Israel denies progress in Schalit talks

PMO says J'lem still waiting for Hamas to back down with regards to 125 prisoners group wants released.

gilad schalit 248 88 (photo credit: Courtesy)
gilad schalit 248 88
(photo credit: Courtesy)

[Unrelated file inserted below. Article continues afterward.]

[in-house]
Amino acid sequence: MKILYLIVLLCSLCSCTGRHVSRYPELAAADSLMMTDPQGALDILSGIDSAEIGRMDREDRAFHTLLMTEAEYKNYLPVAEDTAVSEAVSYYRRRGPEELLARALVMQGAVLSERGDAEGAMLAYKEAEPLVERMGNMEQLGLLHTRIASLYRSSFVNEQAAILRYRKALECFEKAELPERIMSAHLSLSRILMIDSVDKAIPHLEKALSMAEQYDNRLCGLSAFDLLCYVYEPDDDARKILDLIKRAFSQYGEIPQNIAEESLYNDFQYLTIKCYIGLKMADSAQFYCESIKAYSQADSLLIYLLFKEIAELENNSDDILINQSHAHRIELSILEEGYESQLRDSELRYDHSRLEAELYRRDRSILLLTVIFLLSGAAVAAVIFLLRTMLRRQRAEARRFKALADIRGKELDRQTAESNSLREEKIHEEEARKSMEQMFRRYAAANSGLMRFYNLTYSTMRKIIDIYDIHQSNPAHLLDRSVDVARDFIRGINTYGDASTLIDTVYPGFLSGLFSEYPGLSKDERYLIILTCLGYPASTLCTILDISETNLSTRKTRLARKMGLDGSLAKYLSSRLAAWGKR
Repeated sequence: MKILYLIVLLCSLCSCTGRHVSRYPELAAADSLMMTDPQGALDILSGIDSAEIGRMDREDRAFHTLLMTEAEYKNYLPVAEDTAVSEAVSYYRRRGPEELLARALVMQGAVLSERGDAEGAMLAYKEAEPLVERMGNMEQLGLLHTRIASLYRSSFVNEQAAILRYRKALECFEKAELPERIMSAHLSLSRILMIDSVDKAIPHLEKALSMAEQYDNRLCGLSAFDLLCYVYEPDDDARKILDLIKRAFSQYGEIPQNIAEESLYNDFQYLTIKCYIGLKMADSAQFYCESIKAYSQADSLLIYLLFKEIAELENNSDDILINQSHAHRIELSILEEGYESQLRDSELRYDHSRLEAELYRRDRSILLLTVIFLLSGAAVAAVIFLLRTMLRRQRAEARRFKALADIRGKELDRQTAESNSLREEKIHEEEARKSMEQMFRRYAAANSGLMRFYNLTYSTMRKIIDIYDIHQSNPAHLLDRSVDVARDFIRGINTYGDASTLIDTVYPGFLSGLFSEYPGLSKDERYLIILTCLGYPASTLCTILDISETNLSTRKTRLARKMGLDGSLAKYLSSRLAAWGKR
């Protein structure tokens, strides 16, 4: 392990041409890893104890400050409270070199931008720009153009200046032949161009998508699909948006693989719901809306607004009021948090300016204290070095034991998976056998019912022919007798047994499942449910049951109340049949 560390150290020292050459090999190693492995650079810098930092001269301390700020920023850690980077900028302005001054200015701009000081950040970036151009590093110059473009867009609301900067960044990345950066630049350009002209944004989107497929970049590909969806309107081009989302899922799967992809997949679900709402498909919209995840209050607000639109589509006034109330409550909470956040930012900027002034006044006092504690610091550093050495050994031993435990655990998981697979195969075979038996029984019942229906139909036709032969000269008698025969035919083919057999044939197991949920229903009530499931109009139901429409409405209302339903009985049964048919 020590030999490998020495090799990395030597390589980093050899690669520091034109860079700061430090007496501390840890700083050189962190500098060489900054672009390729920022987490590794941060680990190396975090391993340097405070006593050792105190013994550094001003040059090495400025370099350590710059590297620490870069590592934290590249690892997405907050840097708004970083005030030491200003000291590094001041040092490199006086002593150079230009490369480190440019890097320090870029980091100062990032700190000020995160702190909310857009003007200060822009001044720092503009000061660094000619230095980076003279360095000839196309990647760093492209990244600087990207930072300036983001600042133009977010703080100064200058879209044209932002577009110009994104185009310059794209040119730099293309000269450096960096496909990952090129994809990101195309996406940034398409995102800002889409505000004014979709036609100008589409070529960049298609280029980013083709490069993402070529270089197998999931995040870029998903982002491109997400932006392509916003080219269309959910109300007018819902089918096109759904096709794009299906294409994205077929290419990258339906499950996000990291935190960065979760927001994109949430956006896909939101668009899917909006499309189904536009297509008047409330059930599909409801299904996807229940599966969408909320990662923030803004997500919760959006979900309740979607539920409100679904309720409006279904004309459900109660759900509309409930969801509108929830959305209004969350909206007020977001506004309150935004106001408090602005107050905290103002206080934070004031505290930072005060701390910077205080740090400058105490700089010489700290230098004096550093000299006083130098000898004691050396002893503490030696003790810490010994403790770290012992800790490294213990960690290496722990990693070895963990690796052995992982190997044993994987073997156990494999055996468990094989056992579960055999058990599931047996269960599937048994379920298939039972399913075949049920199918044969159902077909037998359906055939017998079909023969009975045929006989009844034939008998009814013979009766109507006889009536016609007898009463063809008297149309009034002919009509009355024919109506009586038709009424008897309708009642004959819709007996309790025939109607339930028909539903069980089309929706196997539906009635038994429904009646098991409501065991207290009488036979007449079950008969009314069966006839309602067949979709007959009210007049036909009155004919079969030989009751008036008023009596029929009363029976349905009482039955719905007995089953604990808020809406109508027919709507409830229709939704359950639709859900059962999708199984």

The Prime Minister's Office on Friday denied claims of progress in negotiations to secure the release of captured IDF soldier Gilad Schalit. It comes after a senior Palestinian official told Hizbullah's Al-Manar TV station that "great progress" had been made in prisoner swap talks. The official also told Al-Manar that an Egyptian mediator arrived in Israel on Tuesday to hold talks with to Israeli officials, including senior negotiators Amos Gilad and Ofer Dekel. It also follows a report in the London-based newspaper al Hayat that Israel and Hamas were showing greater flexibility in their efforts to reach a deal and that the terror group would now agree to some of the released prisoners being deported rather than sent back to their homes as long as Israel frees the 450 inmates it was demanding. PMO officials said that contrary to the claims, Jerusalem was still waiting for Hamas to back down with regards to 125 prisoners Israel was refusing to free, and was expecting the group to give a new prisoner list to the Egyptian mediators. Referring to the media reports, the Campaign to Free Gilad Schalit released a statement saying: "We have no knowledge of any progress in the negotiations. In a meeting last night about the continuation of the struggle, it was decided that at this stage, there would not be any additional activities, on the assumption that the issue is being dealt with properly in the current government' final days." On Thursday night, a Palestinian official told Reuters that Israel had given Hamas a revised list of Palestinian prisoners it was willing to release in exchange for Schalit. The official was quoted by the news agency as saying that according to the list relayed to the Islamic group via the Egyptian mediators, Israel was now "ready to release three top Hamas leaders who they had previously refused to free." However, the Palestinian official went on to say that there was still "a big gap between what Israel has offered and what Hamas wants." Earlier Thursday, an Egyptian government official confirmed his country was still mediating talks between Israel and Hamas on the prisoner swap. Both Israel and Hamas said earlier this week that talks aimed at freeing Schalit in exchange for hundreds of Palestinian prisoners were not over, despite the public breakdown last week of the Egyptian-mediated talks. However, there had not been any word until Thursday that contacts had been revived with some momentum. Prime Minister Ehud Olmert said last week that excessive demands by Hamas prevented a deal and indicated he would turn the matter over to his successor, Prime Minister-designate Binyamin Netanyahu, who is expected to be sworn in next week. Later, Olmert's spokesman Mark Regev said attempts to win the release of Schalit had not stopped. The 22-year-old has been held by Hamas in Gaza since June 2006. At a ceremony marking Schalit's 1,000th day in captivity on Saturday, the soldier's father, Noam, implored Olmert to use his remaining time in office to pursue his son's release. Olmert had offered to free 320 prisoners of the 450 Hamas was demanding. The Islamic group's Syria-based deputy leader, Mousa Abu Marzouk, said on Monday that Israel was trying to change the list of prisoners and wanted to expel some of them from the Palestinian territories. It was unclear what compromises the two sides might be prepared to make in the renewed efforts. The government official from Egypt's Interior Ministry who confirmed Thursday's contacts spoke on condition of anonymity because he was not authorized to talk to the media. He gave no other details. "Schalit will not see the light of day until our prisoners see it," a Syria-based Hamas leader, Ali Baraka, said on Wednesday, according to Hamas' Web site. "There are ongoing communications and discussions conducted by the Egyptian mediators which have not been cut off and we hope that the Israelis will respond to our requests," he said.